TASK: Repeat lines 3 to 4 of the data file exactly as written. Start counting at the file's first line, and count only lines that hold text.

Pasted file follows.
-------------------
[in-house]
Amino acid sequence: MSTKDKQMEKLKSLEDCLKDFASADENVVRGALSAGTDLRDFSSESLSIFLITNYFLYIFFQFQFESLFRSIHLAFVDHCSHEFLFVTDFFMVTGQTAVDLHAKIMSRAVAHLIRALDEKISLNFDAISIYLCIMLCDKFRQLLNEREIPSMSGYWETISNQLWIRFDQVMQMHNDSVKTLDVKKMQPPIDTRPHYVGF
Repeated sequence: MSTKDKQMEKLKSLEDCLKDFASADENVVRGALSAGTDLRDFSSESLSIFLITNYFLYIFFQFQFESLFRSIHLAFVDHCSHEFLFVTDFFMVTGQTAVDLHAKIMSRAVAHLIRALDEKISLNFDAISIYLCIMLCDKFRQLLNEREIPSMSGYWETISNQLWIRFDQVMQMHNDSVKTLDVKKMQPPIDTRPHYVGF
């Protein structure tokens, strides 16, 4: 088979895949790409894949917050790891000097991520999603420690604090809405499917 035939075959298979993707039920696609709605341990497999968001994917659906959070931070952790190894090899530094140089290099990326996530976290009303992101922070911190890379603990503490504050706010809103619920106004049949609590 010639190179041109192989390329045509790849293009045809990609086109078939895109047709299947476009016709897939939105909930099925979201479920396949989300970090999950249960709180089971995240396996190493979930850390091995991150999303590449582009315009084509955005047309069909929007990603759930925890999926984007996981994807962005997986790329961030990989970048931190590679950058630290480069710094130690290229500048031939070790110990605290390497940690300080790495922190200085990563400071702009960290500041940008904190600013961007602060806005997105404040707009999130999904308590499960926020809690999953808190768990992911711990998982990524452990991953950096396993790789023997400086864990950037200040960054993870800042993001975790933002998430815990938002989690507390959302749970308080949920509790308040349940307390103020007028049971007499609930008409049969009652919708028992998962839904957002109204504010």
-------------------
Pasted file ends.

Repeated sequence: MSTKDKQMEKLKSLEDCLKDFASADENVVRGALSAGTDLRDFSSESLSIFLITNYFLYIFFQFQFESLFRSIHLAFVDHCSHEFLFVTDFFMVTGQTAVDLHAKIMSRAVAHLIRALDEKISLNFDAISIYLCIMLCDKFRQLLNEREIPSMSGYWETISNQLWIRFDQVMQMHNDSVKTLDVKKMQPPIDTRPHYVGF
């Protein structure tokens, strides 16, 4: 088979895949790409894949917050790891000097991520999603420690604090809405499917 035939075959298979993707039920696609709605341990497999968001994917659906959070931070952790190894090899530094140089290099990326996530976290009303992101922070911190890379603990503490504050706010809103619920106004049949609590 010639190179041109192989390329045509790849293009045809990609086109078939895109047709299947476009016709897939939105909930099925979201479920396949989300970090999950249960709180089971995240396996190493979930850390091995991150999303590449582009315009084509955005047309069909929007990603759930925890999926984007996981994807962005997986790329961030990989970048931190590679950058630290480069710094130690290229500048031939070790110990605290390497940690300080790495922190200085990563400071702009960290500041940008904190600013961007602060806005997105404040707009999130999904308590499960926020809690999953808190768990992911711990998982990524452990991953950096396993790789023997400086864990950037200040960054993870800042993001975790933002998430815990938002989690507390959302749970308080949920509790308040349940307390103020007028049971007499609930008409049969009652919708028992998962839904957002109204504010």